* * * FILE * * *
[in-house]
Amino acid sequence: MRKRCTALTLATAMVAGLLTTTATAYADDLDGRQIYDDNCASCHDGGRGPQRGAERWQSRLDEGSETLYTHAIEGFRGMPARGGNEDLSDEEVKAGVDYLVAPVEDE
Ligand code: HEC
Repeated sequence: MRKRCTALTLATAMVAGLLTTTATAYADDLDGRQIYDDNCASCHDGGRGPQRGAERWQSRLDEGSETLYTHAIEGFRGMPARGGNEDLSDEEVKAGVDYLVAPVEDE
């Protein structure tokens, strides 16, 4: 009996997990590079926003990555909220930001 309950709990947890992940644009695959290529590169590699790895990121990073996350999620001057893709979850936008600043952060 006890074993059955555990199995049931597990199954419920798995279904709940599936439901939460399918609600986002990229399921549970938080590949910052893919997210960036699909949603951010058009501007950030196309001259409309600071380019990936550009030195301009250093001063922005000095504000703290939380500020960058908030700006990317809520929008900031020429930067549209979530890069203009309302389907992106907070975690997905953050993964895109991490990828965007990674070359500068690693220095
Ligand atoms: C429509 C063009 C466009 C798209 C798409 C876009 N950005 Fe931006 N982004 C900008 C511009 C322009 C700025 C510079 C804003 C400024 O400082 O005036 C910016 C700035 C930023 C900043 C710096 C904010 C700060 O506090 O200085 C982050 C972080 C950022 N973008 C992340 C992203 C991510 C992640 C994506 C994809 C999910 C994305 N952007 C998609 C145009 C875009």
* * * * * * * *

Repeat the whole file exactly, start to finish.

[in-house]
Amino acid sequence: MRKRCTALTLATAMVAGLLTTTATAYADDLDGRQIYDDNCASCHDGGRGPQRGAERWQSRLDEGSETLYTHAIEGFRGMPARGGNEDLSDEEVKAGVDYLVAPVEDE
Ligand code: HEC
Repeated sequence: MRKRCTALTLATAMVAGLLTTTATAYADDLDGRQIYDDNCASCHDGGRGPQRGAERWQSRLDEGSETLYTHAIEGFRGMPARGGNEDLSDEEVKAGVDYLVAPVEDE
């Protein structure tokens, strides 16, 4: 009996997990590079926003990555909220930001 309950709990947890992940644009695959290529590169590699790895990121990073996350999620001057893709979850936008600043952060 006890074993059955555990199995049931597990199954419920798995279904709940599936439901939460399918609600986002990229399921549970938080590949910052893919997210960036699909949603951010058009501007950030196309001259409309600071380019990936550009030195301009250093001063922005000095504000703290939380500020960058908030700006990317809520929008900031020429930067549209979530890069203009309302389907992106907070975690997905953050993964895109991490990828965007990674070359500068690693220095
Ligand atoms: C429509 C063009 C466009 C798209 C798409 C876009 N950005 Fe931006 N982004 C900008 C511009 C322009 C700025 C510079 C804003 C400024 O400082 O005036 C910016 C700035 C930023 C900043 C710096 C904010 C700060 O506090 O200085 C982050 C972080 C950022 N973008 C992340 C992203 C991510 C992640 C994506 C994809 C999910 C994305 N952007 C998609 C145009 C875009």